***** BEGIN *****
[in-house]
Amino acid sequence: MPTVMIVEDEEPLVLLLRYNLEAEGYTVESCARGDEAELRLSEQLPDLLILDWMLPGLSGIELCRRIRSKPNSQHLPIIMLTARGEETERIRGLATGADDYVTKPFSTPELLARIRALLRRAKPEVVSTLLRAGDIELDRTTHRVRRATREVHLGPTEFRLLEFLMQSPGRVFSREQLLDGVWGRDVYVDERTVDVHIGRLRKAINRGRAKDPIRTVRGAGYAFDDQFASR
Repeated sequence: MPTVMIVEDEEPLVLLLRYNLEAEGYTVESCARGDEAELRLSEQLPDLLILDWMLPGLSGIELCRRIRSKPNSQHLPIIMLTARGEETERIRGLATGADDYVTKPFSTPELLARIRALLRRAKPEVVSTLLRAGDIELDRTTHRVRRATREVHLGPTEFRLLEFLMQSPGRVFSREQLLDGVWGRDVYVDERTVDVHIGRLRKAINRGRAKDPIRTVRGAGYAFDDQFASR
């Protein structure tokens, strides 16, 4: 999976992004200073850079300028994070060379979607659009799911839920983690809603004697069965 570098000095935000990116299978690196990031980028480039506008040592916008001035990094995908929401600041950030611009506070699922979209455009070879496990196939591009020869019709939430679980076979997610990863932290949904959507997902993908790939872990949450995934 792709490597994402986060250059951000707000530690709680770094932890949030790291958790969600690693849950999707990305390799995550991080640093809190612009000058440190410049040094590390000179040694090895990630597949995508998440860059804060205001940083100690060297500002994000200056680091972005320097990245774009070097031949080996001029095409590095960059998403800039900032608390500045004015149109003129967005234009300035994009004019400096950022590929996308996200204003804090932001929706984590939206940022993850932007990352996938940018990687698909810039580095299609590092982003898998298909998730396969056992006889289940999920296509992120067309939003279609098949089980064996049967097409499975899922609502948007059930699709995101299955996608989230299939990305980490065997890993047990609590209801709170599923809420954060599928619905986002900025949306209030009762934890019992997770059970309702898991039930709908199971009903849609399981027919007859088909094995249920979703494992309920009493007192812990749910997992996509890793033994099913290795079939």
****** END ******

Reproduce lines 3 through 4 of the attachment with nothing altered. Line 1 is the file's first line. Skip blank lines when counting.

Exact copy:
Repeated sequence: MPTVMIVEDEEPLVLLLRYNLEAEGYTVESCARGDEAELRLSEQLPDLLILDWMLPGLSGIELCRRIRSKPNSQHLPIIMLTARGEETERIRGLATGADDYVTKPFSTPELLARIRALLRRAKPEVVSTLLRAGDIELDRTTHRVRRATREVHLGPTEFRLLEFLMQSPGRVFSREQLLDGVWGRDVYVDERTVDVHIGRLRKAINRGRAKDPIRTVRGAGYAFDDQFASR
């Protein structure tokens, strides 16, 4: 999976992004200073850079300028994070060379979607659009799911839920983690809603004697069965 570098000095935000990116299978690196990031980028480039506008040592916008001035990094995908929401600041950030611009506070699922979209455009070879496990196939591009020869019709939430679980076979997610990863932290949904959507997902993908790939872990949450995934 792709490597994402986060250059951000707000530690709680770094932890949030790291958790969600690693849950999707990305390799995550991080640093809190612009000058440190410049040094590390000179040694090895990630597949995508998440860059804060205001940083100690060297500002994000200056680091972005320097990245774009070097031949080996001029095409590095960059998403800039900032608390500045004015149109003129967005234009300035994009004019400096950022590929996308996200204003804090932001929706984590939206940022993850932007990352996938940018990687698909810039580095299609590092982003898998298909998730396969056992006889289940999920296509992120067309939003279609098949089980064996049967097409499975899922609502948007059930699709995101299955996608989230299939990305980490065997890993047990609590209801709170599923809420954060599928619905986002900025949306209030009762934890019992997770059970309702898991039930709908199971009903849609399981027919007859088909094995249920979703494992309920009493007192812990749910997992996509890793033994099913290795079939």